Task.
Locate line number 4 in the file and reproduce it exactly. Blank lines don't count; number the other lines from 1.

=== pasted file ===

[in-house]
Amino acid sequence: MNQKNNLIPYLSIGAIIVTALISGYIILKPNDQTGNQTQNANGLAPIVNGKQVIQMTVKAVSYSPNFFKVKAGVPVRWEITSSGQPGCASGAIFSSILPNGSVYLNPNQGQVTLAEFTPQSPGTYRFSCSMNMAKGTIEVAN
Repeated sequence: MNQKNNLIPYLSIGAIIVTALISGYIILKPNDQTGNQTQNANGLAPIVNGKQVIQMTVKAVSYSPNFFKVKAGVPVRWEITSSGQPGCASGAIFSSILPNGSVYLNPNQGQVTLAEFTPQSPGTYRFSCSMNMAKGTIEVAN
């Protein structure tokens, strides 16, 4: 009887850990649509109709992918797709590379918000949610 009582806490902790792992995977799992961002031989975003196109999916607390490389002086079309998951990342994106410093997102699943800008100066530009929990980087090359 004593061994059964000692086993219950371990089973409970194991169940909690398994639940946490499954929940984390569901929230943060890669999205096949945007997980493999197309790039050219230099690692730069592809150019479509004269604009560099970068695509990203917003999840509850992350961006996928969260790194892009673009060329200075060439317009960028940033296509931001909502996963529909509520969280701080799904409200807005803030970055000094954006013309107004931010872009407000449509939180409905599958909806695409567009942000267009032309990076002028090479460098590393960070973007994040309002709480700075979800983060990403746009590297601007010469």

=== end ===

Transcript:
């Protein structure tokens, strides 16, 4: 009887850990649509109709992918797709590379918000949610 009582806490902790792992995977799992961002031989975003196109999916607390490389002086079309998951990342994106410093997102699943800008100066530009929990980087090359 004593061994059964000692086993219950371990089973409970194991169940909690398994639940946490499954929940984390569901929230943060890669999205096949945007997980493999197309790039050219230099690692730069592809150019479509004269604009560099970068695509990203917003999840509850992350961006996928969260790194892009673009060329200075060439317009960028940033296509931001909502996963529909509520969280701080799904409200807005803030970055000094954006013309107004931010872009407000449509939180409905599958909806695409567009942000267009032309990076002028090479460098590393960070973007994040309002709480700075979800983060990403746009590297601007010469």